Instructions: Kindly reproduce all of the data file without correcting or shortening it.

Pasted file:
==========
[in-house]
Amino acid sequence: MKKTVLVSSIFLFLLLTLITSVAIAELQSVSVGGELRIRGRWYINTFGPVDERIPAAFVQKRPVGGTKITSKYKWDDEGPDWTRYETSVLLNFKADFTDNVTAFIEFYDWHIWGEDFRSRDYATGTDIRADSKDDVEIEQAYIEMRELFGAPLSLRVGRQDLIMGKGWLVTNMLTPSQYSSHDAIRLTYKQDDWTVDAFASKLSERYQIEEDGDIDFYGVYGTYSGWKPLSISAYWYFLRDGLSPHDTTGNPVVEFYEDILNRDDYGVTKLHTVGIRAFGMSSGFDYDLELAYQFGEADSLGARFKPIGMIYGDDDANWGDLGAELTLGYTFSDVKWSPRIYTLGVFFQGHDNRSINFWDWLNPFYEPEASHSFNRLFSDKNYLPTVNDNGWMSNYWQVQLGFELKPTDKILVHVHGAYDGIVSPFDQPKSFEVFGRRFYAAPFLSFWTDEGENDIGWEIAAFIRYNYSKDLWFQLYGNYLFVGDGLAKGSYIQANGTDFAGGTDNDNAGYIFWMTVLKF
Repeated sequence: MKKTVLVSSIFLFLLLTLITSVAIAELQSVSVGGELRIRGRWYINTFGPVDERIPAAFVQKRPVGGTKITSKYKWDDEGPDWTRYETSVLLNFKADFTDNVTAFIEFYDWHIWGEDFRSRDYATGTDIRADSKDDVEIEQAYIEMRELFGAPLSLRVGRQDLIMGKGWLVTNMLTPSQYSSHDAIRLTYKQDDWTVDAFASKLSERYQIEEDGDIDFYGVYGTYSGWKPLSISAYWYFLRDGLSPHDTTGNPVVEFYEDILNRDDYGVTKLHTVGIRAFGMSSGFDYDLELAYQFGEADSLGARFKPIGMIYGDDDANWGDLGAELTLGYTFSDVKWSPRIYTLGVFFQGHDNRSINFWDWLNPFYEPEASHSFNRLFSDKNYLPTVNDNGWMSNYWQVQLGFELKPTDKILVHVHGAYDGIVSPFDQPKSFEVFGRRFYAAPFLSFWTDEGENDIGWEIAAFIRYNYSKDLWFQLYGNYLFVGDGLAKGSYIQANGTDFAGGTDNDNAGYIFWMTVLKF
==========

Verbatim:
[in-house]
Amino acid sequence: MKKTVLVSSIFLFLLLTLITSVAIAELQSVSVGGELRIRGRWYINTFGPVDERIPAAFVQKRPVGGTKITSKYKWDDEGPDWTRYETSVLLNFKADFTDNVTAFIEFYDWHIWGEDFRSRDYATGTDIRADSKDDVEIEQAYIEMRELFGAPLSLRVGRQDLIMGKGWLVTNMLTPSQYSSHDAIRLTYKQDDWTVDAFASKLSERYQIEEDGDIDFYGVYGTYSGWKPLSISAYWYFLRDGLSPHDTTGNPVVEFYEDILNRDDYGVTKLHTVGIRAFGMSSGFDYDLELAYQFGEADSLGARFKPIGMIYGDDDANWGDLGAELTLGYTFSDVKWSPRIYTLGVFFQGHDNRSINFWDWLNPFYEPEASHSFNRLFSDKNYLPTVNDNGWMSNYWQVQLGFELKPTDKILVHVHGAYDGIVSPFDQPKSFEVFGRRFYAAPFLSFWTDEGENDIGWEIAAFIRYNYSKDLWFQLYGNYLFVGDGLAKGSYIQANGTDFAGGTDNDNAGYIFWMTVLKF
Repeated sequence: MKKTVLVSSIFLFLLLTLITSVAIAELQSVSVGGELRIRGRWYINTFGPVDERIPAAFVQKRPVGGTKITSKYKWDDEGPDWTRYETSVLLNFKADFTDNVTAFIEFYDWHIWGEDFRSRDYATGTDIRADSKDDVEIEQAYIEMRELFGAPLSLRVGRQDLIMGKGWLVTNMLTPSQYSSHDAIRLTYKQDDWTVDAFASKLSERYQIEEDGDIDFYGVYGTYSGWKPLSISAYWYFLRDGLSPHDTTGNPVVEFYEDILNRDDYGVTKLHTVGIRAFGMSSGFDYDLELAYQFGEADSLGARFKPIGMIYGDDDANWGDLGAELTLGYTFSDVKWSPRIYTLGVFFQGHDNRSINFWDWLNPFYEPEASHSFNRLFSDKNYLPTVNDNGWMSNYWQVQLGFELKPTDKILVHVHGAYDGIVSPFDQPKSFEVFGRRFYAAPFLSFWTDEGENDIGWEIAAFIRYNYSKDLWFQLYGNYLFVGDGLAKGSYIQANGTDFAGGTDNDNAGYIFWMTVLKF